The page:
Keith Devlin (L) gets as close to Archimedes as is possible today, as William Noel (R), curator of manuscripts and rare books at the Walters Art Museum in Baltimore, Maryland and director of the Archimedes Imaging Project, holds up a page from the Archimedes palimpsest, a 10th century manuscript which provides us with the only known Greek version of On Floating Bodies and the only surviving ancient copies of The Method of Mechanical Theorems (where Archimedes came close to inventing calculus, almost two thousand years before Newton) and the Stomachion (arguably the first paper on combinatorics). The page shown (folio 105-110) is from Method, and presents Archimedes' Proposition 14 . The photo was taken at the Stanford Linear Accelerator Center on August 6, 2006, where Noel and his team were using the Stanford Synchrotron to uncover (by a process known as X-ray fluorescence) the original Archimedes text that had been washed and scraped from the goatskin parchment by a 13th century monk who recycled the manuscript to make a prayer book. For full information on the palimpsest and the imaging project, see http://www.archimedespalimpsest.org/.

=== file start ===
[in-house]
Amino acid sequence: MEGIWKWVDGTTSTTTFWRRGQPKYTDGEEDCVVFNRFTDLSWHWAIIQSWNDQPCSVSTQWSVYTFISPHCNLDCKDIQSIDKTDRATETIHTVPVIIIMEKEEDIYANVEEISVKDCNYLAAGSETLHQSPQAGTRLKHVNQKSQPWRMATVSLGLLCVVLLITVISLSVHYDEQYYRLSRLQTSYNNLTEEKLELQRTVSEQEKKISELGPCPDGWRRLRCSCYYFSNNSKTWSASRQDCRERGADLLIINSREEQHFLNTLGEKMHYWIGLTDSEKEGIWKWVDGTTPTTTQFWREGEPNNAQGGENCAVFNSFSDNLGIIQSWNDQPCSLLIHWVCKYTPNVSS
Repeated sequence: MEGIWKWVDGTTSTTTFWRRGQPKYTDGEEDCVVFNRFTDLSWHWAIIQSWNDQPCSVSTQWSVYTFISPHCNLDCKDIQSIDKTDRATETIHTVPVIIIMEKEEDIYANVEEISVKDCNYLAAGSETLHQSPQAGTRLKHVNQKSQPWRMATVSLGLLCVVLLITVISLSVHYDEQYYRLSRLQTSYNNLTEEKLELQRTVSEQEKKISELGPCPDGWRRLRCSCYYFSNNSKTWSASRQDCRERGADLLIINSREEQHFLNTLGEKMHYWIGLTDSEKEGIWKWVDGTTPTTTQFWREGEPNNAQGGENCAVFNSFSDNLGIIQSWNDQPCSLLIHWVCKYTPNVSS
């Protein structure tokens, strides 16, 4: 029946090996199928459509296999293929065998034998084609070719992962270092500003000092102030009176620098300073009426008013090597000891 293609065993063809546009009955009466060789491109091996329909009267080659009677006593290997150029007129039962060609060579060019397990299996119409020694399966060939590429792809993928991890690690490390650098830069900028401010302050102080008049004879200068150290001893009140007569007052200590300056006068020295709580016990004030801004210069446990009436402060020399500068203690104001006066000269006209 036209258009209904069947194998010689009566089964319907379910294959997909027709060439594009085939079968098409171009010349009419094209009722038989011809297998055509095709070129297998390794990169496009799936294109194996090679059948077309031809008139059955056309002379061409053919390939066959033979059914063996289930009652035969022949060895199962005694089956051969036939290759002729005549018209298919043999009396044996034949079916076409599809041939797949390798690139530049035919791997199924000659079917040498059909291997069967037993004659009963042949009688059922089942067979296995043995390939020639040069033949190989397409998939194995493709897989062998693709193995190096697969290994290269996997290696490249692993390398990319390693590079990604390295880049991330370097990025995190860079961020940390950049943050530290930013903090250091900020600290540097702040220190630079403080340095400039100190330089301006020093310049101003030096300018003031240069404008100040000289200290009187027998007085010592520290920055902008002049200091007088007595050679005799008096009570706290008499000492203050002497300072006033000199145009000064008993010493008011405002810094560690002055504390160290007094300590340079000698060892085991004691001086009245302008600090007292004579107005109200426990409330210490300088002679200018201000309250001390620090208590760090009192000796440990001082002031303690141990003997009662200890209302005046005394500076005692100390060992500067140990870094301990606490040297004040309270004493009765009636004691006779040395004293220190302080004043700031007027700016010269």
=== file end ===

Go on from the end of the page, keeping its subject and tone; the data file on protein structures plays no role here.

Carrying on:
The photographs below, taken in the beamroom where the actual imaging takes place, show Noel and Devlin together with Mary Miller from the San Francisco Exporatorium (who works with the Imaging Project on public outreach activities) and Abilgail Quant, the Senior Conservator of Rare Books and Manuscripts at the Walters Museum, whose job it is to ensure the safety of the manuscript.